Oceans cover three quarters of the earth's surface. Biogeochemical processes in the ocean profoundly affect present day climate, as well as future climate change. For example, the ocean's biota mediates the atmospheric increase of the greenhouse gas CO2 by photosynthesis and subsequent sequestration of the fixed carbon in the deep ocean. The Neuer lab investigates various questions pertaining to the role of phytoplankton in mediating carbon flux, plankton ecology and trophic dynamics, in both the marine and freshwater environments. Neuer was the recipient of the Outstanding Achievement Award, ASU Commission on the Status of Women in 2009. She is the director of the environmental sciences graduate program in the School of Life Sciences, a mentor, Obama fellowship program, and Faculty Honors Advisor, with Barrett, The Honor's College. She is the ASU Representative, Arctic Research Consortium of the U.S. (ARCUS) and an elected member of the national board of directors for the Association for Women in Sciences (AWIS).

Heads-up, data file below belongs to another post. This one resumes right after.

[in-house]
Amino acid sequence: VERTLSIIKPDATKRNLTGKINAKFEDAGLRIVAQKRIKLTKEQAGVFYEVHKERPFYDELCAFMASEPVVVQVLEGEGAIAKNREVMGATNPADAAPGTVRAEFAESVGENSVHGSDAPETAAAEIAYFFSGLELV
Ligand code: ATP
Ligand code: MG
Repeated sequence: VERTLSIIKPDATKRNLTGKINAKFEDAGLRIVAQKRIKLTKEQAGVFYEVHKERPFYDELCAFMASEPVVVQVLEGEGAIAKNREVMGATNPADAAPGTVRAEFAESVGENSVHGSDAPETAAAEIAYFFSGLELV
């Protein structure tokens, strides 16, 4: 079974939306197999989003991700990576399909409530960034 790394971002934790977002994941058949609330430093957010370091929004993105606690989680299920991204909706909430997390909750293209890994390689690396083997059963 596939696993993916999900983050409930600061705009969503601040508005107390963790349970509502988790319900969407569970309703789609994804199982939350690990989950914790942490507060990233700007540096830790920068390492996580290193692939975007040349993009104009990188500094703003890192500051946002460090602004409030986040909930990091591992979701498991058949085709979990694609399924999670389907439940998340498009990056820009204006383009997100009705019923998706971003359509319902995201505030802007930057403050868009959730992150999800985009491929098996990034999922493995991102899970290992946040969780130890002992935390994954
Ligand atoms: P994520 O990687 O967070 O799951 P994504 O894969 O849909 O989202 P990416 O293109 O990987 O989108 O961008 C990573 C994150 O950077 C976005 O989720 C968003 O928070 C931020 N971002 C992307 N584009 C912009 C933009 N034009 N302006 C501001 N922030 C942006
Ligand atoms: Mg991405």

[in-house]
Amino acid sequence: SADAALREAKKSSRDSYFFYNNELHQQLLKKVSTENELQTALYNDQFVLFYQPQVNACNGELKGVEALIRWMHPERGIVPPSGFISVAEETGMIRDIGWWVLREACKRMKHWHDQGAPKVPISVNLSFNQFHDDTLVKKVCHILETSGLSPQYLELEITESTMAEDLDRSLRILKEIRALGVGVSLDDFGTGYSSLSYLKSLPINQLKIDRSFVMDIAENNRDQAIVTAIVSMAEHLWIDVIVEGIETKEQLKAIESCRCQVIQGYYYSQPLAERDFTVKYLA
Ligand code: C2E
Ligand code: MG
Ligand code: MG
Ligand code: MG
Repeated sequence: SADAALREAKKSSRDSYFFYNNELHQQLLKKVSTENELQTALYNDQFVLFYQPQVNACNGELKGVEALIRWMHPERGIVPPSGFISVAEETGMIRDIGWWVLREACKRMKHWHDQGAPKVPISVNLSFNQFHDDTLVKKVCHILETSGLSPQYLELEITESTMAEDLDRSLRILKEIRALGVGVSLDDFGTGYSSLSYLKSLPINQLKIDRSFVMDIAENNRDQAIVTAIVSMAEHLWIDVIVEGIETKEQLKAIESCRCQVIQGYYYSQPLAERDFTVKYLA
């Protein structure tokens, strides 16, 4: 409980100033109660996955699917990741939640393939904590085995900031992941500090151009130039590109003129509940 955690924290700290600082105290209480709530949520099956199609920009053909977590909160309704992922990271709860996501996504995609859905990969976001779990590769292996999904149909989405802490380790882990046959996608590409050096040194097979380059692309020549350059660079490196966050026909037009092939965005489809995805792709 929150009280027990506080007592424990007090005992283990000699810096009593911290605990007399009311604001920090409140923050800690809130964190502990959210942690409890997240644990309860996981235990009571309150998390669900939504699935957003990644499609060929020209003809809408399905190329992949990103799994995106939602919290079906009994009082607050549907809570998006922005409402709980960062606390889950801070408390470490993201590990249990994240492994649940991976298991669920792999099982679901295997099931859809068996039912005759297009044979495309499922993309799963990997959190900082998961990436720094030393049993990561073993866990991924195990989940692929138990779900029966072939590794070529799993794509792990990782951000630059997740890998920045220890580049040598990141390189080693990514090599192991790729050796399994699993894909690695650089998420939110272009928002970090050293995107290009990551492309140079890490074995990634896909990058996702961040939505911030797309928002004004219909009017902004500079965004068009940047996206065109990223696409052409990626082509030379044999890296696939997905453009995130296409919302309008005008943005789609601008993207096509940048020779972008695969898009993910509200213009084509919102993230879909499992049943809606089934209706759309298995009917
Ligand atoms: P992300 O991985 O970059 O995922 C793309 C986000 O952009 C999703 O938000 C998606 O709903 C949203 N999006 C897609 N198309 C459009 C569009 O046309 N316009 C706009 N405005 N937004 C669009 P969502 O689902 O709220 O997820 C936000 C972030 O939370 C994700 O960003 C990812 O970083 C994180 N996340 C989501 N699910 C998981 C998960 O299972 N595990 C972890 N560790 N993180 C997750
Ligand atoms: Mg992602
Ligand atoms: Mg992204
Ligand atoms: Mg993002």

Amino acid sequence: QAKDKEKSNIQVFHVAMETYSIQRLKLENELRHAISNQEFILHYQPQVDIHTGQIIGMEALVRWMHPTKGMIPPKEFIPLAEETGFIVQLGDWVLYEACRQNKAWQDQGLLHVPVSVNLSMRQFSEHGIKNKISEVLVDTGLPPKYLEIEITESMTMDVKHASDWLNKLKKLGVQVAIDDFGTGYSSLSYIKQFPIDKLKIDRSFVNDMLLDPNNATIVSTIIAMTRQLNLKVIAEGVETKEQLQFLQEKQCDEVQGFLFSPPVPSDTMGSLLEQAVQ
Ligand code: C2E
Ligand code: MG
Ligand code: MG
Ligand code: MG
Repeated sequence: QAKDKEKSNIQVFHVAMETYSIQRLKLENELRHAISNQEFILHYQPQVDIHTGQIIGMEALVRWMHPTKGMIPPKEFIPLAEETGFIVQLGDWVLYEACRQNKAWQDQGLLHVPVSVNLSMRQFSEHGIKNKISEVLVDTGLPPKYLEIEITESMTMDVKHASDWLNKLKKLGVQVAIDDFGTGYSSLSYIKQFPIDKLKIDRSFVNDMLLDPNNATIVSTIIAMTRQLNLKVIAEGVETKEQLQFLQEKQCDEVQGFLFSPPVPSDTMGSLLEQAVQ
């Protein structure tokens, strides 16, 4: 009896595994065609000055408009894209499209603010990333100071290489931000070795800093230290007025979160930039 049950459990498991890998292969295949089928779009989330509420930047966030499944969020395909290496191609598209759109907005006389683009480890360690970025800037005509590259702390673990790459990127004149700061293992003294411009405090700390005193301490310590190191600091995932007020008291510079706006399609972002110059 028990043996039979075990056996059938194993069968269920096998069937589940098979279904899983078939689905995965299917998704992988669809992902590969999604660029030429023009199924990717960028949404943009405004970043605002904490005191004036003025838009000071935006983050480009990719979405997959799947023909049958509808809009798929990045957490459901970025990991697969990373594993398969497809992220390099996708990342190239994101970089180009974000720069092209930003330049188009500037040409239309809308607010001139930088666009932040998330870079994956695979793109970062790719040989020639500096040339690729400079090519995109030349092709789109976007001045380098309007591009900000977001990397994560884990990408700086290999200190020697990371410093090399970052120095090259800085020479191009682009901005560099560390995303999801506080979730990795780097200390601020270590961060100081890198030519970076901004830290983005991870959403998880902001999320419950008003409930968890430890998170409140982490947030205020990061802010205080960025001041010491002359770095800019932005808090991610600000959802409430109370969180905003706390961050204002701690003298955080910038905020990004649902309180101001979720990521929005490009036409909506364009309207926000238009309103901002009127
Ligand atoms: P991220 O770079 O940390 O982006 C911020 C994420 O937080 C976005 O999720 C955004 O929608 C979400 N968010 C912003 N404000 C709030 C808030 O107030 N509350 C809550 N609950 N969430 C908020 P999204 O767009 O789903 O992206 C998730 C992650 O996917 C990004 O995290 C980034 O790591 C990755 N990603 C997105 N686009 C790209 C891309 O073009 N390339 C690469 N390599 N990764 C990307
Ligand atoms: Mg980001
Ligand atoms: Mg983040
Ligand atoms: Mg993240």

Ph.D., Biological Oceanography, Oregon State University, 1992
M.S., Biological Oceanography, University of Washington, 1988
Diploma, Biology, University of Kiel, Germany, 1986
Tarrant, P. E., J. A. Amacher and S. Neuer. 2010. Assessing the potential of MERIS and MODIS data for monitoring total suspended matter in small and intermediate sized lakes and reservoirs. Water Resources Research 46:W09532.
Tarrant, P. E. and S. Neuer. 2009. Monitoring algal blooms in a southwestern U.S. reservoir system. EOS Transactions 90(5):38-39.